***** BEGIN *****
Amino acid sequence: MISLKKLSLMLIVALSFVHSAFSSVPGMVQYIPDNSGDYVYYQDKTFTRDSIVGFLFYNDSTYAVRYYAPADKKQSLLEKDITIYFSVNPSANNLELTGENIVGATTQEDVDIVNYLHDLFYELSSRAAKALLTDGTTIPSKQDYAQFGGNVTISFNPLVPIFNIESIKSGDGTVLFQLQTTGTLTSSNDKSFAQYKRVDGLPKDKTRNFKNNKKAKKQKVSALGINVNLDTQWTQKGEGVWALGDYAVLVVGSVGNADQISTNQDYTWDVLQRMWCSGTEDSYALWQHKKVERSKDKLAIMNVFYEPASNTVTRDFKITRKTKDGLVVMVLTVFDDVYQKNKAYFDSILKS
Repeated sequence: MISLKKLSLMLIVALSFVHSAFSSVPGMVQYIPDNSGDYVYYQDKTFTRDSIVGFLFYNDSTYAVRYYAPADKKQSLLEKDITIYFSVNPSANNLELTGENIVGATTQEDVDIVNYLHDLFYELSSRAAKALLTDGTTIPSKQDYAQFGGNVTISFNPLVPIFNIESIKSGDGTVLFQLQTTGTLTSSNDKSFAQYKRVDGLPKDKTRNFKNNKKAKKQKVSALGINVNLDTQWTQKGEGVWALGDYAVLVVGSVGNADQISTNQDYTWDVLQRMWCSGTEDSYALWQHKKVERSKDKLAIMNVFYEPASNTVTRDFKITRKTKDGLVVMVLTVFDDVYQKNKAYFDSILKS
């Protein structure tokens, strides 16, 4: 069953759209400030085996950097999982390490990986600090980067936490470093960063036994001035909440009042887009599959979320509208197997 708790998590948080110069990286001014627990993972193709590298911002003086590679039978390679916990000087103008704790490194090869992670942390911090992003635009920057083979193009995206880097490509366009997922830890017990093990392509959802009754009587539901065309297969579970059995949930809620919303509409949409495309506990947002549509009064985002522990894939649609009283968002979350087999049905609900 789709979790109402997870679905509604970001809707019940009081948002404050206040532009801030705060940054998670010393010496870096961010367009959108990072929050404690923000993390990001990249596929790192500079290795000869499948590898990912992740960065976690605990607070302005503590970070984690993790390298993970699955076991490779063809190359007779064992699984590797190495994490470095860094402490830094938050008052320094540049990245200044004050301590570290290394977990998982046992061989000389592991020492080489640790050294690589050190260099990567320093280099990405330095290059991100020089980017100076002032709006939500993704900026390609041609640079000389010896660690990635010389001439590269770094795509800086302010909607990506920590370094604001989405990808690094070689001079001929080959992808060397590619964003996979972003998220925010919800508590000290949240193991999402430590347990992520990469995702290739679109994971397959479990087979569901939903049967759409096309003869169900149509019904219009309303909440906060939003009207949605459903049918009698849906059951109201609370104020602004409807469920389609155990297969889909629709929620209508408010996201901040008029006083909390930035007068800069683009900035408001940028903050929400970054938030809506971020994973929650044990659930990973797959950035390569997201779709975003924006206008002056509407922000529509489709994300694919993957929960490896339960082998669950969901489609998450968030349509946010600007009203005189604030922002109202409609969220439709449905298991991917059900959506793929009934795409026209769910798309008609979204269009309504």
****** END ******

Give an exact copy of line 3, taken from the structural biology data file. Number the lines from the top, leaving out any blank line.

């Protein structure tokens, strides 16, 4: 069953759209400030085996950097999982390490990986600090980067936490470093960063036994001035909440009042887009599959979320509208197997 708790998590948080110069990286001014627990993972193709590298911002003086590679039978390679916990000087103008704790490194090869992670942390911090992003635009920057083979193009995206880097490509366009997922830890017990093990392509959802009754009587539901065309297969579970059995949930809620919303509409949409495309506990947002549509009064985002522990894939649609009283968002979350087999049905609900 789709979790109402997870679905509604970001809707019940009081948002404050206040532009801030705060940054998670010393010496870096961010367009959108990072929050404690923000993390990001990249596929790192500079290795000869499948590898990912992740960065976690605990607070302005503590970070984690993790390298993970699955076991490779063809190359007779064992699984590797190495994490470095860094402490830094938050008052320094540049990245200044004050301590570290290394977990998982046992061989000389592991020492080489640790050294690589050190260099990567320093280099990405330095290059991100020089980017100076002032709006939500993704900026390609041609640079000389010896660690990635010389001439590269770094795509800086302010909607990506920590370094604001989405990808690094070689001079001929080959992808060397590619964003996979972003998220925010919800508590000290949240193991999402430590347990992520990469995702290739679109994971397959479990087979569901939903049967759409096309003869169900149509019904219009309303909440906060939003009207949605459903049918009698849906059951109201609370104020602004409807469920389609155990297969889909629709929620209508408010996201901040008029006083909390930035007068800069683009900035408001940028903050929400970054938030809506971020994973929650044990659930990973797959950035390569997201779709975003924006206008002056509407922000529509489709994300694919993957929960490896339960082998669950969901489609998450968030349509946010600007009203005189604030922002109202409609969220439709449905298991991917059900959506793929009934795409026209769910798309008609979204269009309504």